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Creating Nice Alerts with sweetAlert

Aurelio De Rosa

When building JavaScript-driven websites we often have the need to provide feedback to our users to let them know if the action they have performed has been successful or not. In the early days of the web, developers used to create messages using the window.alert() function. While alert() works in practice and it’s also consistent across browsers, it’s not very flexible and, to be honest, its look and feel is terrible. Today there are several approaches adopted that range from modals to inline messages. In this article I’ll introduce you to sweetAlert, a library that acts as a replacement for the JavaScript’s alert() function.

What is sweetAlert?

As mentioned in the introduction sweetAlert is a replacement for JavaScript’s window.alert() function that shows very pretty modal windows. It’s a standalone library that has no dependencies, and it’s made from a JavaScript file plus a CSS file.

This library comes in three different flavors. The first is a library that you can use in any web project, the second is a fork that is specifically adapted to work with Bootstrap, and the third is a fork that you can use in your Android projects. This project is constantly under work as you can see from the fact that the last version was released just few days ago.

Now that you know what this library is all about, let’s see how you can use it in your website.

Getting Started with sweetAlert

To use sweetAlert in your projects you have to download it and include it in the pages where you intend to use this library. There are a few options to download the library: the first is by visiting its GitHub repository, while the second is through Bower. If you choose to use Bower, you have to run the command:

bower install sweetalert

Once downloaded, you can include the JavaScript file with the usual script element as you would do for any other JavaScript library:

<script src="path/to/sweet-alert.min.js"></script>

In addition you must include the CSS file as shown below:

<link rel="stylesheet" href="path/to/sweet-alert.css" />

Once done you’re ready to employ sweetAlert in your website. A minimal example of use is shown below:

sweetAlert('Congratulations!', 'Your message has been successfully sent', 'success');

Resulting in the following output:

I don’t know what you’re thinking, but I love the small animation!

As you have seen from the previous statement, the library operates through a method called sweetAlert. It accepts up to three parameters:

  • title (mandatory): A string representing the title of the alert shown
  • message (optional): An optional string representing the message shown beneath the title
  • type(optional): An optional string representing the type of message you want to show. Its value may be one of "success", "error", "warning", and "info".

The library also offers a nice shortcut to invoke the sweetAlert method called swal. So, the previous statement can be rewritten as follows:

swal('Congratulations!', 'Your message has been succesfully sent', 'success');

In addition to the parameters presented, the library offers a whole set of options that you can set through an object passed as the first parameter of the method. For example, the previous statement can be rewritten as such:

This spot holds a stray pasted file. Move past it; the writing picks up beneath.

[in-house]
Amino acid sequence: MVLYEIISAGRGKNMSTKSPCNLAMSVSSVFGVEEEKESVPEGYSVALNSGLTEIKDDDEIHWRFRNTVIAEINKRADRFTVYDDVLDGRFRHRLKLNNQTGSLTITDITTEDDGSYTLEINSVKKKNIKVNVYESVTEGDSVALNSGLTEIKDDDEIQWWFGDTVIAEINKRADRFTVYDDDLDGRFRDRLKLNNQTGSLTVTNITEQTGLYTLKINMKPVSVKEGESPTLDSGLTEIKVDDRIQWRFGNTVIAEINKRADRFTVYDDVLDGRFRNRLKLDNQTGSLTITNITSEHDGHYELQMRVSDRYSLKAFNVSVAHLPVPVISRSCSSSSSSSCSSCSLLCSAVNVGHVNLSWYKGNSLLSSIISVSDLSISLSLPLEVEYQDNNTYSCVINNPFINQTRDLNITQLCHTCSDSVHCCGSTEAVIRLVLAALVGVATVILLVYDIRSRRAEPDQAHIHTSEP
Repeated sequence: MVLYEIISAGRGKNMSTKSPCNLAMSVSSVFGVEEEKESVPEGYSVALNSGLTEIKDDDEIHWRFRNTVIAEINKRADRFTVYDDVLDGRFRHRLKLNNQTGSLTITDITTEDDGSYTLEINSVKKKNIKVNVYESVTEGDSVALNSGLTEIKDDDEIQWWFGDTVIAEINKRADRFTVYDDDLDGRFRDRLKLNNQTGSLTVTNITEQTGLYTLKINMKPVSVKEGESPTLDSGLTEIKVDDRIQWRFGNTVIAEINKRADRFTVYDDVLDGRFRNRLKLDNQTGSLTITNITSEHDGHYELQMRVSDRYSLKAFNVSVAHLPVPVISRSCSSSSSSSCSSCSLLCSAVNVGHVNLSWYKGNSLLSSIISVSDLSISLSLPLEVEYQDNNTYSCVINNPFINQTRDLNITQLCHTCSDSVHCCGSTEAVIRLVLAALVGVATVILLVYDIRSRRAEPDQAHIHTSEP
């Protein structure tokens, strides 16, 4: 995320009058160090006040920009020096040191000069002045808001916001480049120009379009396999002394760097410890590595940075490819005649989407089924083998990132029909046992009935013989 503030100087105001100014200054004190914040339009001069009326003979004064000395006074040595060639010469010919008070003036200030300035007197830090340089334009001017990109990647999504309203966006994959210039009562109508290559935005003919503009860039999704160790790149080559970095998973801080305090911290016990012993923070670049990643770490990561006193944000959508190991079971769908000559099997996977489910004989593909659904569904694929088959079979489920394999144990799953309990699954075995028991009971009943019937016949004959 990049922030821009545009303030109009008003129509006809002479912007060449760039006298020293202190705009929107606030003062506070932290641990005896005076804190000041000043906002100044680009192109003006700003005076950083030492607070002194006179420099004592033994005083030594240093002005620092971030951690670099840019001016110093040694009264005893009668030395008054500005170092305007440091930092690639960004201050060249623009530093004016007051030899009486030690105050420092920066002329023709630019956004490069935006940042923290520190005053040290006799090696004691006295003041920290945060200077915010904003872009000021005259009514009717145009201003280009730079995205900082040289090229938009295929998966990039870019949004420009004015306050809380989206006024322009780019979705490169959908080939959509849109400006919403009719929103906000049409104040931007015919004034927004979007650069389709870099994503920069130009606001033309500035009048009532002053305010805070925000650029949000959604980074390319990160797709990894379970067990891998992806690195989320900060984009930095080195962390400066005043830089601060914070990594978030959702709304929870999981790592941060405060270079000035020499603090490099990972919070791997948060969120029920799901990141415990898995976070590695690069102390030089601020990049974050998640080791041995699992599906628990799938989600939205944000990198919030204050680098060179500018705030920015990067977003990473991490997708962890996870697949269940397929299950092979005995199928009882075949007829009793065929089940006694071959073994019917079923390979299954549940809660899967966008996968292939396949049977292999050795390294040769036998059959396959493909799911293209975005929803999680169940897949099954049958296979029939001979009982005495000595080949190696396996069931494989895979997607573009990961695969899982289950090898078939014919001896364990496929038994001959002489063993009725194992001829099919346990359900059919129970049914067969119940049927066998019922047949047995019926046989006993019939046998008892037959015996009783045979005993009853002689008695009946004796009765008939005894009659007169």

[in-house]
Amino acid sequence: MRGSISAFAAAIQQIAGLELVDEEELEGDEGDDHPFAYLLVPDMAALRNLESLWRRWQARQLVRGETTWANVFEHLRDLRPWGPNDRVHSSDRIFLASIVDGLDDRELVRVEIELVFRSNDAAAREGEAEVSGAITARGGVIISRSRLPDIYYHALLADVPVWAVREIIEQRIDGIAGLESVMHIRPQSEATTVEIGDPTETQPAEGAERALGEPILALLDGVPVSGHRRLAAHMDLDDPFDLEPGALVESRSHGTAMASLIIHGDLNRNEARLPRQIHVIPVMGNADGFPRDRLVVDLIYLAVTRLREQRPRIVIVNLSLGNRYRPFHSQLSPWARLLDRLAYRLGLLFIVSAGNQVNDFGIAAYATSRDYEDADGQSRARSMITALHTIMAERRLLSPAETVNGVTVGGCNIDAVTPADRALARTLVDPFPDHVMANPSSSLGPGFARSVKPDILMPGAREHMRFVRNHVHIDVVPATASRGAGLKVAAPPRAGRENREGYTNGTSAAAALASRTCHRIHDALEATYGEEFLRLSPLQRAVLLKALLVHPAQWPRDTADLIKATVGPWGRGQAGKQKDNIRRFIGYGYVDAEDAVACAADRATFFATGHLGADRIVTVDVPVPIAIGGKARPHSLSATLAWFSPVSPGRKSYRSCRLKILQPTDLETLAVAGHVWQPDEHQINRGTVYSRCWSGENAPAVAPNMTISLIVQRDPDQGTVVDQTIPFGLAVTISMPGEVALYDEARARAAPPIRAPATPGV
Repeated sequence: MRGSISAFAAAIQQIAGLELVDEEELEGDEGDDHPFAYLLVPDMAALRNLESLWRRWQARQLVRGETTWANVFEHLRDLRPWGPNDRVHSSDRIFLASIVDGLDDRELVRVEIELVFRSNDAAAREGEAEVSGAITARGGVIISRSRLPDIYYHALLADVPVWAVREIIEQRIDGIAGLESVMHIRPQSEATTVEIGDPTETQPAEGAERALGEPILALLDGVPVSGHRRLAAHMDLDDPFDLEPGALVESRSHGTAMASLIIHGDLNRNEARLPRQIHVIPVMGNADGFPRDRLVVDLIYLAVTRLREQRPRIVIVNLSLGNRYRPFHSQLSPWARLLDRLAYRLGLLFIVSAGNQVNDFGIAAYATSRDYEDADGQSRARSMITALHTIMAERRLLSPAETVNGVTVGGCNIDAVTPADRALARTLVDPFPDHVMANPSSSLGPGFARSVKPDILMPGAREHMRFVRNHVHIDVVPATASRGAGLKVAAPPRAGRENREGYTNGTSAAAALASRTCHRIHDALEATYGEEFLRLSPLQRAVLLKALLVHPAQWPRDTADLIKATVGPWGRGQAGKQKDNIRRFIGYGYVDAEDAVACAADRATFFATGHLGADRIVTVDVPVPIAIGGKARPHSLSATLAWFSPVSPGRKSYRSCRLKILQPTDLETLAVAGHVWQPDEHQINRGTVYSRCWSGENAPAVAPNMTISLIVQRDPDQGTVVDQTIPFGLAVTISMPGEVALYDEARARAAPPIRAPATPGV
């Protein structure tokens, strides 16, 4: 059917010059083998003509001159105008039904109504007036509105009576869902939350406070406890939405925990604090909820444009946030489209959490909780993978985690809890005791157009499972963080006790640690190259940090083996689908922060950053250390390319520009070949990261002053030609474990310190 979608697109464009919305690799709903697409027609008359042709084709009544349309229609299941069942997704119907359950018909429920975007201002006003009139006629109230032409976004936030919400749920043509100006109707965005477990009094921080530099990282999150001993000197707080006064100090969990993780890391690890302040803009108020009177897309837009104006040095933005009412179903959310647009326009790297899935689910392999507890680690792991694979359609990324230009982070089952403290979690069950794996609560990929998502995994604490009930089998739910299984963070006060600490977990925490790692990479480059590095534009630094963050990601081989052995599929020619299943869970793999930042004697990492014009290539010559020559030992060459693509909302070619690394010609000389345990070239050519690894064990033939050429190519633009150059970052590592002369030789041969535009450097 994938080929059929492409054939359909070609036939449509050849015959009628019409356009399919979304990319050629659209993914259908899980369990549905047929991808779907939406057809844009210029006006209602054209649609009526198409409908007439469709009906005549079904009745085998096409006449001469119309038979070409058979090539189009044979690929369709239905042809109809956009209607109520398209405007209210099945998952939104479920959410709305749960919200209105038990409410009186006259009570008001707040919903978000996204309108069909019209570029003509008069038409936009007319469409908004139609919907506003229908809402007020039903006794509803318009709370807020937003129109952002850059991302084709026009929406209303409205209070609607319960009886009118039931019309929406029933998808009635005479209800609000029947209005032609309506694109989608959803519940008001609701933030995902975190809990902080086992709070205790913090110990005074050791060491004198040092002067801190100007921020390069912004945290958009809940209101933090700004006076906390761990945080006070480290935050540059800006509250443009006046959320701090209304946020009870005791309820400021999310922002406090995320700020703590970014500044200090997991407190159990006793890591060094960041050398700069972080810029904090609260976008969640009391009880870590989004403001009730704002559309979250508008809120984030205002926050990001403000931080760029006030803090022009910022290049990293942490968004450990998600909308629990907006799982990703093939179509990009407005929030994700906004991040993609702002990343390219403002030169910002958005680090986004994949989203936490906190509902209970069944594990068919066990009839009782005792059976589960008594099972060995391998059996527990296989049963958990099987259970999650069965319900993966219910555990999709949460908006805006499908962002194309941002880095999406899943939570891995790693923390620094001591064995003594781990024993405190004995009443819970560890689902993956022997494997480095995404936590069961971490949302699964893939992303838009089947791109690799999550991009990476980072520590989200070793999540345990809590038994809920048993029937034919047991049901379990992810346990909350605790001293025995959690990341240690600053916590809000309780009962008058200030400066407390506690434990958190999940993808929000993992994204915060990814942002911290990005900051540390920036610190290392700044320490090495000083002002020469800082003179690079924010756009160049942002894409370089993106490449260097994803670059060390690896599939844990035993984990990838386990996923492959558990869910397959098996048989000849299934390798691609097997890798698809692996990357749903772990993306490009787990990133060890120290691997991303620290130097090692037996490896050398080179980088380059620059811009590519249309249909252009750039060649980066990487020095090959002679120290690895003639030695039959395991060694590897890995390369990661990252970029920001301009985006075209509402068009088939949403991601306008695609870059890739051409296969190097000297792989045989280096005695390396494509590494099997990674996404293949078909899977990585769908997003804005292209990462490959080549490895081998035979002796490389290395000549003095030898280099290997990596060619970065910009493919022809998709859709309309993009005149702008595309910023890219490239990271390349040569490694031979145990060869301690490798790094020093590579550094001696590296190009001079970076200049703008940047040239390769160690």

title: 'Congratulations!',
   text: 'Your message has been succesfully sent',
   type: 'success'

Now that you know the basics of this library, let’s learn a bit more about its options.


The first option I want to cover allows you to change the text of the buttons shown. For example, if you want to change the text of the button for the success message from “OK” to “Yeah!”, you can set the value for an option called confirmButtonText. If you want to change the text of the button for the cancel button, you have to set the value of cancelButtonText. At this point the most observant of you should raise up the hand and say “I haven’t seen any cancel button so far, what are you talking about?” If you did, excellent!

The truth is that sweetAlert allows you to show a cancel message but you have to explicitly specify that you want it. You can do that by setting the option showCancelButton to true.

The following code takes advantage of these three options:

   title: 'Confirm',
   text: 'Are you sure to delete this message?',
   type: 'warning',
   showCancelButton: true,
   confirmButtonText: 'Yes, sir',
   cancelButtonText: 'Not at all'

This code results in the following:

In case you don’t like the colors of the confirm button you can also change it by setting a hash value for the confirmButtonColor option.

Another interesting option is that you can set that a message is displayed for a fixed amount of time and then is auto-closed. You can achieve this task by passing a number, representing the number of milliseconds after which the message is closed, to an option called timer.

The following code uses these other two options:

   title: 'Confirm',
   text: 'Are you sure to delete this message?',
   type: 'warning',
   showCancelButton: true,
   confirmButtonColor: '#987463',
   timer: 1500

It results in the following:


In this article I covered sweetAlert, a library meant as a replacement for JavaScript’s window.alert() function, that allows you to show very nice messages to your users. This library works on any type of device, so you can employ it in your responsive website too. I hope you like the library as much as I do, and that you’ll give it a chance in some of your projects.